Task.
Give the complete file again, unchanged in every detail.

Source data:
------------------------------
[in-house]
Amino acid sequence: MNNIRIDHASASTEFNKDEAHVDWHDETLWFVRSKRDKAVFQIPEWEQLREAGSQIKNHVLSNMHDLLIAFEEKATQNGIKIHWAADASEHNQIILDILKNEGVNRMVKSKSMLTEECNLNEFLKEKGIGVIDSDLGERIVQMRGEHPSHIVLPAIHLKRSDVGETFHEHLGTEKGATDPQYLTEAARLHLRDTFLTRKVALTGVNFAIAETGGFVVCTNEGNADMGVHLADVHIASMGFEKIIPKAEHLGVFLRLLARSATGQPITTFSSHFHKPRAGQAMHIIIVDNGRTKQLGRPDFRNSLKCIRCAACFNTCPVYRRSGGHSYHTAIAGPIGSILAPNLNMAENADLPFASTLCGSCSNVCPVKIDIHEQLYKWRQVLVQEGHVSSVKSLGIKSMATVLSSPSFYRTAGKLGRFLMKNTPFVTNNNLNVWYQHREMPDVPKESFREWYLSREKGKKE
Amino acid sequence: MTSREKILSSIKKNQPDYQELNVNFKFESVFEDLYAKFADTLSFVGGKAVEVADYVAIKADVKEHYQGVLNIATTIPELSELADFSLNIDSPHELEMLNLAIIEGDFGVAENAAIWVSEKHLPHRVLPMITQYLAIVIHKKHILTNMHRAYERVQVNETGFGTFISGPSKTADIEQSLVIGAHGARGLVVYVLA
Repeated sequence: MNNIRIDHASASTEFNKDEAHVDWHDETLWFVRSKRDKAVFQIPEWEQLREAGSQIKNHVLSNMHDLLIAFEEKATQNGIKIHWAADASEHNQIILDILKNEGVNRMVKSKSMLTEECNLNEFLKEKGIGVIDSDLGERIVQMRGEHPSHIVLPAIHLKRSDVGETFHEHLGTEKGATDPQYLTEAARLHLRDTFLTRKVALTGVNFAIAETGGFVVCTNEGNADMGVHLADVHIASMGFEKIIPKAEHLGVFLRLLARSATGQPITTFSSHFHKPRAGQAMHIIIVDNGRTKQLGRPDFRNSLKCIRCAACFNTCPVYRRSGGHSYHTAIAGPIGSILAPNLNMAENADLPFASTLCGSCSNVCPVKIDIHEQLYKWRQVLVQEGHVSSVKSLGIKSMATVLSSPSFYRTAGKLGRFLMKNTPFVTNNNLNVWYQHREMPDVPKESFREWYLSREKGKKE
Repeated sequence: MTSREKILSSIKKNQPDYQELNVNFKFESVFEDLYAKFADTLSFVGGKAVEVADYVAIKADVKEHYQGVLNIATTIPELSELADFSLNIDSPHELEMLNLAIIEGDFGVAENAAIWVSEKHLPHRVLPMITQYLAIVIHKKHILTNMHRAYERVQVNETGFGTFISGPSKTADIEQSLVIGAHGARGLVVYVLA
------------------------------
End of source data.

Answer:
[in-house]
Amino acid sequence: MNNIRIDHASASTEFNKDEAHVDWHDETLWFVRSKRDKAVFQIPEWEQLREAGSQIKNHVLSNMHDLLIAFEEKATQNGIKIHWAADASEHNQIILDILKNEGVNRMVKSKSMLTEECNLNEFLKEKGIGVIDSDLGERIVQMRGEHPSHIVLPAIHLKRSDVGETFHEHLGTEKGATDPQYLTEAARLHLRDTFLTRKVALTGVNFAIAETGGFVVCTNEGNADMGVHLADVHIASMGFEKIIPKAEHLGVFLRLLARSATGQPITTFSSHFHKPRAGQAMHIIIVDNGRTKQLGRPDFRNSLKCIRCAACFNTCPVYRRSGGHSYHTAIAGPIGSILAPNLNMAENADLPFASTLCGSCSNVCPVKIDIHEQLYKWRQVLVQEGHVSSVKSLGIKSMATVLSSPSFYRTAGKLGRFLMKNTPFVTNNNLNVWYQHREMPDVPKESFREWYLSREKGKKE
Amino acid sequence: MTSREKILSSIKKNQPDYQELNVNFKFESVFEDLYAKFADTLSFVGGKAVEVADYVAIKADVKEHYQGVLNIATTIPELSELADFSLNIDSPHELEMLNLAIIEGDFGVAENAAIWVSEKHLPHRVLPMITQYLAIVIHKKHILTNMHRAYERVQVNETGFGTFISGPSKTADIEQSLVIGAHGARGLVVYVLA
Repeated sequence: MNNIRIDHASASTEFNKDEAHVDWHDETLWFVRSKRDKAVFQIPEWEQLREAGSQIKNHVLSNMHDLLIAFEEKATQNGIKIHWAADASEHNQIILDILKNEGVNRMVKSKSMLTEECNLNEFLKEKGIGVIDSDLGERIVQMRGEHPSHIVLPAIHLKRSDVGETFHEHLGTEKGATDPQYLTEAARLHLRDTFLTRKVALTGVNFAIAETGGFVVCTNEGNADMGVHLADVHIASMGFEKIIPKAEHLGVFLRLLARSATGQPITTFSSHFHKPRAGQAMHIIIVDNGRTKQLGRPDFRNSLKCIRCAACFNTCPVYRRSGGHSYHTAIAGPIGSILAPNLNMAENADLPFASTLCGSCSNVCPVKIDIHEQLYKWRQVLVQEGHVSSVKSLGIKSMATVLSSPSFYRTAGKLGRFLMKNTPFVTNNNLNVWYQHREMPDVPKESFREWYLSREKGKKE
Repeated sequence: MTSREKILSSIKKNQPDYQELNVNFKFESVFEDLYAKFADTLSFVGGKAVEVADYVAIKADVKEHYQGVLNIATTIPELSELADFSLNIDSPHELEMLNLAIIEGDFGVAENAAIWVSEKHLPHRVLPMITQYLAIVIHKKHILTNMHRAYERVQVNETGFGTFISGPSKTADIEQSLVIGAHGARGLVVYVLA